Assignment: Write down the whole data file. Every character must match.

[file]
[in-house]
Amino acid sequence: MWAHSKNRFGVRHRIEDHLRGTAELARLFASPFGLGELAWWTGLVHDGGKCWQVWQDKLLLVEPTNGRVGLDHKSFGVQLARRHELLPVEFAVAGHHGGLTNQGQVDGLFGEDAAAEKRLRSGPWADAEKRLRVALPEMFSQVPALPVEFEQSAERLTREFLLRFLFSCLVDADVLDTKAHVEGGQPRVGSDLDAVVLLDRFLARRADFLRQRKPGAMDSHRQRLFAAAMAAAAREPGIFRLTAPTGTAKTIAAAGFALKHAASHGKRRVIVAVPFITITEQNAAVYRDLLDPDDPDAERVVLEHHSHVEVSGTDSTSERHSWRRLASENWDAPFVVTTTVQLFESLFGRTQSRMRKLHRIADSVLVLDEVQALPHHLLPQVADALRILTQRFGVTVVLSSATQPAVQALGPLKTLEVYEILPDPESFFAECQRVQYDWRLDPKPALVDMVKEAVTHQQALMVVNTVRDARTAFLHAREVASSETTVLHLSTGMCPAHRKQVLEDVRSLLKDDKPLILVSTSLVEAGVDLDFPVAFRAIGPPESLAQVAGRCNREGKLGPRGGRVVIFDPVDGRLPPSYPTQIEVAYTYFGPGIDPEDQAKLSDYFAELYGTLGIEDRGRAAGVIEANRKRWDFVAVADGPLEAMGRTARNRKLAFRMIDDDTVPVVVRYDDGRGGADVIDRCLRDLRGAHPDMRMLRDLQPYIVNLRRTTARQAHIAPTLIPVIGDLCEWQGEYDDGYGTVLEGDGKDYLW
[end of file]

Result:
[in-house]
Amino acid sequence: MWAHSKNRFGVRHRIEDHLRGTAELARLFASPFGLGELAWWTGLVHDGGKCWQVWQDKLLLVEPTNGRVGLDHKSFGVQLARRHELLPVEFAVAGHHGGLTNQGQVDGLFGEDAAAEKRLRSGPWADAEKRLRVALPEMFSQVPALPVEFEQSAERLTREFLLRFLFSCLVDADVLDTKAHVEGGQPRVGSDLDAVVLLDRFLARRADFLRQRKPGAMDSHRQRLFAAAMAAAAREPGIFRLTAPTGTAKTIAAAGFALKHAASHGKRRVIVAVPFITITEQNAAVYRDLLDPDDPDAERVVLEHHSHVEVSGTDSTSERHSWRRLASENWDAPFVVTTTVQLFESLFGRTQSRMRKLHRIADSVLVLDEVQALPHHLLPQVADALRILTQRFGVTVVLSSATQPAVQALGPLKTLEVYEILPDPESFFAECQRVQYDWRLDPKPALVDMVKEAVTHQQALMVVNTVRDARTAFLHAREVASSETTVLHLSTGMCPAHRKQVLEDVRSLLKDDKPLILVSTSLVEAGVDLDFPVAFRAIGPPESLAQVAGRCNREGKLGPRGGRVVIFDPVDGRLPPSYPTQIEVAYTYFGPGIDPEDQAKLSDYFAELYGTLGIEDRGRAAGVIEANRKRWDFVAVADGPLEAMGRTARNRKLAFRMIDDDTVPVVVRYDDGRGGADVIDRCLRDLRGAHPDMRMLRDLQPYIVNLRRTTARQAHIAPTLIPVIGDLCEWQGEYDDGYGTVLEGDGKDYLW